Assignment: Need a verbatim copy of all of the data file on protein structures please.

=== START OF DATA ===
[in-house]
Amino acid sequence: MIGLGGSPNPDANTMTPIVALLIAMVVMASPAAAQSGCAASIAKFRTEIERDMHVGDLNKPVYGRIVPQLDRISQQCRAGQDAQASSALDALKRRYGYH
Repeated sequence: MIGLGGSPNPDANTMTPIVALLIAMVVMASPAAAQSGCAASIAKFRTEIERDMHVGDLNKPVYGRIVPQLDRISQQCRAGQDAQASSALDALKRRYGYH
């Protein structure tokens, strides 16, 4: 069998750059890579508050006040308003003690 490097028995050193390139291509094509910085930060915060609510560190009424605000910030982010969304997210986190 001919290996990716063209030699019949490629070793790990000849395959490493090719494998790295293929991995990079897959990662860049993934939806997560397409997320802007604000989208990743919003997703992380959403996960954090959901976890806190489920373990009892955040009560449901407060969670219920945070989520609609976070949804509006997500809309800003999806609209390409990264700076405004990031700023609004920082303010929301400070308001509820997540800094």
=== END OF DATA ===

[in-house]
Amino acid sequence: MIGLGGSPNPDANTMTPIVALLIAMVVMASPAAAQSGCAASIAKFRTEIERDMHVGDLNKPVYGRIVPQLDRISQQCRAGQDAQASSALDALKRRYGYH
Repeated sequence: MIGLGGSPNPDANTMTPIVALLIAMVVMASPAAAQSGCAASIAKFRTEIERDMHVGDLNKPVYGRIVPQLDRISQQCRAGQDAQASSALDALKRRYGYH
């Protein structure tokens, strides 16, 4: 069998750059890579508050006040308003003690 490097028995050193390139291509094509910085930060915060609510560190009424605000910030982010969304997210986190 001919290996990716063209030699019949490629070793790990000849395959490493090719494998790295293929991995990079897959990662860049993934939806997560397409997320802007604000989208990743919003997703992380959403996960954090959901976890806190489920373990009892955040009560449901407060969670219920945070989520609609976070949804509006997500809309800003999806609209390409990264700076405004990031700023609004920082303010929301400070308001509820997540800094």